August 8, 2019

Building Excellence

The Expert Panel on Leading Practices for Transforming Canadian Science Through Infrastructure

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Summary

In Budget 2018, the federal government committed $2.8 billion to renew its science laboratories through an infrastructure initiative. One of the goals of the initiative is to support the construction of multi‐purpose facilities that bring together scientists and engineers from across different departments and sectors. Beginning in 2019, the federal government will consider approaches to assess infrastructure investment opportunities that reflect a new vision for the federal S&T enterprise as collaborative, adaptive, and efficient.

Public Services and Procurement Canada asked the Council of Canadian Academies (CCA) to assess the evidence on leading practices for federal S&T infrastructure investment decisions.

To address the question, the CCA convened a multidisciplinary panel of four experts with backgrounds in government, academia, industry, and science administration. An additional 13 experts contributed their knowledge and insight at a workshop. The report’s findings emerged from the judgment, experience, and expertise of the workshop participants and panel members, informed by the best available evidence.

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The Question

What is known about leading practices for evaluating proposals for science and technology infrastructure investments that is relevant to Canadian federal science for the future?

Key Findings

Building Excellence synthesizes key theoretical and practical considerations in developing principles, criteria, decision-making structures, and processes for assessing and investing in collaborative S&T infrastructure.

Guiding Principles and Criteria

Leading practices in decision-making for S&T infrastructure investments take into consideration four principles: scientific excellence, collaboration, feasibility, and broader impacts.

  • Evaluations of scientific excellence for government S&T infrastructure investments differ from those in academia or industry because they must include consideration of government mandates. Because mandates can change over time, considerations for future needs can be addressed through flexibility, connectivity, and modularity of facility design.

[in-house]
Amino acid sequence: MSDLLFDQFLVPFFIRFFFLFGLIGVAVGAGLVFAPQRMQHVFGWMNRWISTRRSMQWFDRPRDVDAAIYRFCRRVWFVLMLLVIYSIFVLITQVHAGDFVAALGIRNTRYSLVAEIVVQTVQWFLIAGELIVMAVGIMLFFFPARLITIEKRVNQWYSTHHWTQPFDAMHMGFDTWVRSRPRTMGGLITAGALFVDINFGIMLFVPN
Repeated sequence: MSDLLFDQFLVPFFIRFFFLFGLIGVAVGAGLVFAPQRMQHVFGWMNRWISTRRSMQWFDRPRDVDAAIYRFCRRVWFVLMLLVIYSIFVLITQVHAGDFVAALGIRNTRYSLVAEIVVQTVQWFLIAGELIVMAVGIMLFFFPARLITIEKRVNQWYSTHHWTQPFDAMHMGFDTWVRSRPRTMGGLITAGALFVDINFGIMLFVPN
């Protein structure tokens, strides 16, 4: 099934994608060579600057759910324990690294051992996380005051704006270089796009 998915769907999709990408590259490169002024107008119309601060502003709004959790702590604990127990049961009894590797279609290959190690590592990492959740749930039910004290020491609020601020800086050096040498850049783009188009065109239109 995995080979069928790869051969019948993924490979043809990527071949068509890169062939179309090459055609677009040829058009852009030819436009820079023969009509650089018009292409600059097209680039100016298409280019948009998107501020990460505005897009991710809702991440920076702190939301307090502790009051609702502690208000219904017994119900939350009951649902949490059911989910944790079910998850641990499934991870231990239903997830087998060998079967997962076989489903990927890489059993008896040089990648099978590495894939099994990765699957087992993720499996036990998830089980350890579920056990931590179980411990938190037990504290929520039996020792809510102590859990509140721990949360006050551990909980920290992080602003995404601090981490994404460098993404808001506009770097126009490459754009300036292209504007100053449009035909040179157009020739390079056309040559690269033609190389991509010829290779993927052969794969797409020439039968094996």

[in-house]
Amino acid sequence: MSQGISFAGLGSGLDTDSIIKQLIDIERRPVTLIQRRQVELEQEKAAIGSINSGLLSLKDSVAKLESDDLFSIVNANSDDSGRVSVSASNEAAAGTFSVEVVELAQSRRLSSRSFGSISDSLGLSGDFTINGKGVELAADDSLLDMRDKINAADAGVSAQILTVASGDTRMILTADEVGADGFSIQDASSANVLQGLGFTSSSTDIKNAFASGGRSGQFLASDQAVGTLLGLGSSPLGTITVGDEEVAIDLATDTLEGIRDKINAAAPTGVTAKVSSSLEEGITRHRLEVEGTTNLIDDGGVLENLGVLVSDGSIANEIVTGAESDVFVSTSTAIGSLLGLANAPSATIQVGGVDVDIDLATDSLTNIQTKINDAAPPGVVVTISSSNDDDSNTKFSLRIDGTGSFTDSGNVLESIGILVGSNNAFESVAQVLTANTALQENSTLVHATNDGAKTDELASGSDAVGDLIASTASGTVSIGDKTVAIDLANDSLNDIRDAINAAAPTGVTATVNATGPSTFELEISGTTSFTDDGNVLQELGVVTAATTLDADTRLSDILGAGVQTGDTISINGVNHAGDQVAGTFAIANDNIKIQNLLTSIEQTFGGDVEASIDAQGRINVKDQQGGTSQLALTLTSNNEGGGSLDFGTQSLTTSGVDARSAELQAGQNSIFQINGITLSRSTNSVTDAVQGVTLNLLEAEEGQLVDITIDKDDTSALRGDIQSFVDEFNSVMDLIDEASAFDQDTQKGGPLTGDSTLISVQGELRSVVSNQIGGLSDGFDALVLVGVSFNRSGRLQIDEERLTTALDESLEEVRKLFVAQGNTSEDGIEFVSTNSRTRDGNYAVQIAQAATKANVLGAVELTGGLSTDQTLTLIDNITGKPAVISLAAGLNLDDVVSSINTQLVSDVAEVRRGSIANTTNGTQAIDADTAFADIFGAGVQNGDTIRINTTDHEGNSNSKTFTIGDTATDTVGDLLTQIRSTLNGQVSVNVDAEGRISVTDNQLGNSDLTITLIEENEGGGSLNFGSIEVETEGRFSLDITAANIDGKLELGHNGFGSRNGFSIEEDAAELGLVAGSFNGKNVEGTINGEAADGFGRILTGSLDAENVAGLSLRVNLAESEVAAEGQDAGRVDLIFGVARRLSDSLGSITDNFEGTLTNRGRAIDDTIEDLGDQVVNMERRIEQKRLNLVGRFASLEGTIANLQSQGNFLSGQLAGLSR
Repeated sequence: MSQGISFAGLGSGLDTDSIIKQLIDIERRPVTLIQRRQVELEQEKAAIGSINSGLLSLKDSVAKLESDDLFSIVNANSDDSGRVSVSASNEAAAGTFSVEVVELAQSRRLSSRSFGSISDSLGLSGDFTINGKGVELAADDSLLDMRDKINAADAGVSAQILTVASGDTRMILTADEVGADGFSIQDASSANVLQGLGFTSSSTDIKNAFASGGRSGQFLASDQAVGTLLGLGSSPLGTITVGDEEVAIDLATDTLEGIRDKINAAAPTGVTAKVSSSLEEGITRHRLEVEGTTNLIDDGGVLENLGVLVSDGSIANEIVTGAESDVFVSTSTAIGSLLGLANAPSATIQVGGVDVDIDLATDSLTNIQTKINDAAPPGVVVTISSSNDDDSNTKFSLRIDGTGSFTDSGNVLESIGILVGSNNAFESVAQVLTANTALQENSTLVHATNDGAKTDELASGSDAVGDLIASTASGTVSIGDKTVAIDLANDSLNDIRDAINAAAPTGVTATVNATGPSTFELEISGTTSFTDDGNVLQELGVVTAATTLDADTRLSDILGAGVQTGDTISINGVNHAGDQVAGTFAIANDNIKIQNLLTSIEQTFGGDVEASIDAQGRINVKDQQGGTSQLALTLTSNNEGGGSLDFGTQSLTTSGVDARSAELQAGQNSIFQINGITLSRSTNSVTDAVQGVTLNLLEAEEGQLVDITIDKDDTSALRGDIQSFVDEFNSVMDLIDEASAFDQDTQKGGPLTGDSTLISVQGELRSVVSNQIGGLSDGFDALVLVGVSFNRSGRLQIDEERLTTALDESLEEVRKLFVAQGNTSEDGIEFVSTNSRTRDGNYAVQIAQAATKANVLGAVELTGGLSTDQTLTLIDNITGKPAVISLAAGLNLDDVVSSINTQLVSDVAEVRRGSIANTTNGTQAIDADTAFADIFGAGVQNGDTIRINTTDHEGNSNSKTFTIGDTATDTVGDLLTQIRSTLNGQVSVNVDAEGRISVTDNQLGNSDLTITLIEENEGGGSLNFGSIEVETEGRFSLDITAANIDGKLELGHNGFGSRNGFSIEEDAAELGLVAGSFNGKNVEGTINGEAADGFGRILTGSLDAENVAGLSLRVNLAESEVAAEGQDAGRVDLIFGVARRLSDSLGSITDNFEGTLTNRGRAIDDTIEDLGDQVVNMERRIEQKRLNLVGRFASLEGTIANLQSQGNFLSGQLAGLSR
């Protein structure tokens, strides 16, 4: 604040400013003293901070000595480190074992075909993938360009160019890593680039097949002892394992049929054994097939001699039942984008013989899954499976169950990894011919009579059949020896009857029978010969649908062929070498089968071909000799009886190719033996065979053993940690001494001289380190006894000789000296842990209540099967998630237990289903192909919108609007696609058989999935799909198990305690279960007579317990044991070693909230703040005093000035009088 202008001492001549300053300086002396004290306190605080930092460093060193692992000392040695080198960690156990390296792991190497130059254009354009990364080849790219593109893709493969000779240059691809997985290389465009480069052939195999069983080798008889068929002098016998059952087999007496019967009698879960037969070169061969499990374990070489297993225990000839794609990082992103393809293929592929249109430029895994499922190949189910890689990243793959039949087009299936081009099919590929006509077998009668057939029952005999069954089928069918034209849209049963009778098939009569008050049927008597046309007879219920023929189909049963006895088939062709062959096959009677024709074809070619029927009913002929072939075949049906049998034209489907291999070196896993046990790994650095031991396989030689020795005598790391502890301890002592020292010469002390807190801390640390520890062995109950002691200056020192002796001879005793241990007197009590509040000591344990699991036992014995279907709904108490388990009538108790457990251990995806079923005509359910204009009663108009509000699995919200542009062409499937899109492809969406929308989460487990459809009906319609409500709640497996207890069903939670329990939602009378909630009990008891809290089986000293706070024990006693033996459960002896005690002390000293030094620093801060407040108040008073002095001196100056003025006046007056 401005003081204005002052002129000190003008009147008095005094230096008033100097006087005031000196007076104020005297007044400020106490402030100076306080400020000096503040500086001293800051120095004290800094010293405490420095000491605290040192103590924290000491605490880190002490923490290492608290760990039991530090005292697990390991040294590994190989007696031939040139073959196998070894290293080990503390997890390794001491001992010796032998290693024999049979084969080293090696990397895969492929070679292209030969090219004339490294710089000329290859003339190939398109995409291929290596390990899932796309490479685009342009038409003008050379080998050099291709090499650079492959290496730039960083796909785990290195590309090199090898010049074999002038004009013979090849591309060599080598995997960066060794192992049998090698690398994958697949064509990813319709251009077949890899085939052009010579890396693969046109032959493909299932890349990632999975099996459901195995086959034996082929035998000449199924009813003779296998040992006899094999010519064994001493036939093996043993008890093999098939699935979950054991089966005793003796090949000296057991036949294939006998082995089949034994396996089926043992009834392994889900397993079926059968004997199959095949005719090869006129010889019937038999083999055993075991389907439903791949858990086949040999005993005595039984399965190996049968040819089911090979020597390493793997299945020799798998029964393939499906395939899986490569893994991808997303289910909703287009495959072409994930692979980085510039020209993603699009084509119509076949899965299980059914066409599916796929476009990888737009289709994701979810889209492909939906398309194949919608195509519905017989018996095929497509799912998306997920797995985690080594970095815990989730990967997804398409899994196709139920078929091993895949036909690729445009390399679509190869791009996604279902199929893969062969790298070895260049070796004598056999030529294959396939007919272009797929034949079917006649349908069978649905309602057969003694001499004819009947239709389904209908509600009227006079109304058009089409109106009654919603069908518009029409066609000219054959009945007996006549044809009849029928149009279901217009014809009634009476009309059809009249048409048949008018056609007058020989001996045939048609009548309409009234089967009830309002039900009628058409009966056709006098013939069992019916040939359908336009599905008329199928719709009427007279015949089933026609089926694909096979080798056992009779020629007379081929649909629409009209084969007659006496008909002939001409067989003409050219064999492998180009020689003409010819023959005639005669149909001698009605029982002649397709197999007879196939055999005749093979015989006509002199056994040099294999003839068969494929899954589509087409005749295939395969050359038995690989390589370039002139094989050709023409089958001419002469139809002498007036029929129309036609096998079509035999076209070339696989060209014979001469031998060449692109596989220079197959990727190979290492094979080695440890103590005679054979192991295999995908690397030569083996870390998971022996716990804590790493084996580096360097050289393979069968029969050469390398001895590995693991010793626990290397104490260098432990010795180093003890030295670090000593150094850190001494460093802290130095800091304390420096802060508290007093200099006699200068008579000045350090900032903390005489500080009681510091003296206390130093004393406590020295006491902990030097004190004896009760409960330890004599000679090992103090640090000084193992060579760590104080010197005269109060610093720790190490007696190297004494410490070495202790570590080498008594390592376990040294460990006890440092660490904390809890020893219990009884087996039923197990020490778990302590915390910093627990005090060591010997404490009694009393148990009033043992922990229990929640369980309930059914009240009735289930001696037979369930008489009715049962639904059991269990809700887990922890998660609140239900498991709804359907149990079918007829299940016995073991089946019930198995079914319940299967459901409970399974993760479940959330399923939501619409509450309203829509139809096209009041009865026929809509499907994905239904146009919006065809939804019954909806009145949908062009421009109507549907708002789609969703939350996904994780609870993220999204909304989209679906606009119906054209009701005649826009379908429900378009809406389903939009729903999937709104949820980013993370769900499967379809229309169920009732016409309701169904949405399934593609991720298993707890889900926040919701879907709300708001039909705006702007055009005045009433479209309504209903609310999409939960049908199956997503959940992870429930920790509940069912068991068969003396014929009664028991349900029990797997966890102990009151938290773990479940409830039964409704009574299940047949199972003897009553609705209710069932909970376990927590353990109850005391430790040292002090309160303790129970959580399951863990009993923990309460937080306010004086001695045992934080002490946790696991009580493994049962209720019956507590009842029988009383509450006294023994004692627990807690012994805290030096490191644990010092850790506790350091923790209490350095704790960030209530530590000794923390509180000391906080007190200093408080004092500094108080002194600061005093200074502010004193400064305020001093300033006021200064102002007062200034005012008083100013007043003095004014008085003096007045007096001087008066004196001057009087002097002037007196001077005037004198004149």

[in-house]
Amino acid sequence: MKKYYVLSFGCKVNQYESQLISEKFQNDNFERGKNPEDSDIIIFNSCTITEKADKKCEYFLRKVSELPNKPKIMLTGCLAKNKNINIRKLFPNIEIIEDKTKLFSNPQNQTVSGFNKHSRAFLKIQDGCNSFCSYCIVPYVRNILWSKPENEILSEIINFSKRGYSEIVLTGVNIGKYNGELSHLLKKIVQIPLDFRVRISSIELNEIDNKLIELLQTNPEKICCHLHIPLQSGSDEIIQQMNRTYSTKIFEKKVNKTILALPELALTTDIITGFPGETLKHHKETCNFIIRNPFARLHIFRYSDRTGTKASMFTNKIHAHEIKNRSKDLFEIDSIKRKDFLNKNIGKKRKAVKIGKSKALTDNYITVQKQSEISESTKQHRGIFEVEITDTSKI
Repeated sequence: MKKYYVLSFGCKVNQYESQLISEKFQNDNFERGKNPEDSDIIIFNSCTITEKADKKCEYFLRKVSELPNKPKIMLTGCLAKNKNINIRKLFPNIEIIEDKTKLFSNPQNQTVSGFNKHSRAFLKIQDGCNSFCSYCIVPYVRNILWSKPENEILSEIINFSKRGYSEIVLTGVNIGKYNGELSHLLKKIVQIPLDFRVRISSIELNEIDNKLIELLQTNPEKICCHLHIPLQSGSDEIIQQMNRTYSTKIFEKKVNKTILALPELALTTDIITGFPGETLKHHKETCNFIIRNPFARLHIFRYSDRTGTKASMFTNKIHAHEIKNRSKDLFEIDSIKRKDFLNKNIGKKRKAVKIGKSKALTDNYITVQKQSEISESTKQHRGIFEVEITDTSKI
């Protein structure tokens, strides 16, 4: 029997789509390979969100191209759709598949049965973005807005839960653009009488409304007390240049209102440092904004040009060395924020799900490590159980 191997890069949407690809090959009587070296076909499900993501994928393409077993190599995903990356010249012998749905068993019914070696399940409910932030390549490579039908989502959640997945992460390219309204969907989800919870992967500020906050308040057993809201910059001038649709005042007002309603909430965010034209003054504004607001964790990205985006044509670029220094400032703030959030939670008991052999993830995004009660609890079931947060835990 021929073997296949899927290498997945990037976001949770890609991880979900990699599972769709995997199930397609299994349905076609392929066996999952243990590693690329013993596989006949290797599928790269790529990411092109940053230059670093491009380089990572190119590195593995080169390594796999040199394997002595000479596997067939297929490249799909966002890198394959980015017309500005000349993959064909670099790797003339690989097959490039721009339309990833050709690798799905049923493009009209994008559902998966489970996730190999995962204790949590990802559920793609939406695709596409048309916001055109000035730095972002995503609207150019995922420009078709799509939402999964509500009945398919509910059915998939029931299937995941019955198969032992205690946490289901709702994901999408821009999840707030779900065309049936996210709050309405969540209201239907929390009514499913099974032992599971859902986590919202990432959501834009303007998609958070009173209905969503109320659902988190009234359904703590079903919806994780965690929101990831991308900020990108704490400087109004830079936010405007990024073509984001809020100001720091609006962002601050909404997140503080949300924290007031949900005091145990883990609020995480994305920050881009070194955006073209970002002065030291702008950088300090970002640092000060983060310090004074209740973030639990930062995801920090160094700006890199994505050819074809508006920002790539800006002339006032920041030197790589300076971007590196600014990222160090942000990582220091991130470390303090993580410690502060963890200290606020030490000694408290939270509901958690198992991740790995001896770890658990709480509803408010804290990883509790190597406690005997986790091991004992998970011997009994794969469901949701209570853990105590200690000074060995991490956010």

• S&T infrastructure that supports collaboration can amplify science outcomes and lead to solutions for complex challenges. Collaborative S&T infrastructure proposals highlight the ways that new users can find opportunities for engagement within a facility, and support building relationships by addressing potential barriers to access.
  • Assessing the long-term feasibility of proposed S&T infrastructure requires consideration of ownership, governance, and management, particularly for shared facilities. A stage-gated process allows for the evaluation of various aspects of feasibility (e.g., technical, financial, managerial, social, regulatory, environmental) by scientific and non-scientific professionals.
  • The broad economic and social impacts of proposed large-scale S&T infrastructure projects are typically included in the evaluation process. Though future impacts are difficult to assess, proposals can be evaluated on the credibility and logic of the pathways to expected impacts.

The report also considers how the design of decision-making processes and advisory structures might support these principles.

  • A “middle-out” approach to developing proposals facilitates relationship building from the outset of the proposal process and can ensure the success of collaborative S&T infrastructure. This approach allows the S&T community to co-create promising proposals that meet government needs.
  • A clear vision and strategy for prioritizing S&T infrastructure investments (e.g., roadmapping) is critical to the decision-making process. If it is co-created with stakeholders, a roadmap can also provide an opportunity to develop collaborative relationships.

Expert Panel

The Expert Panel on Leading Practices for Transforming Canadian Science Through Infrastructure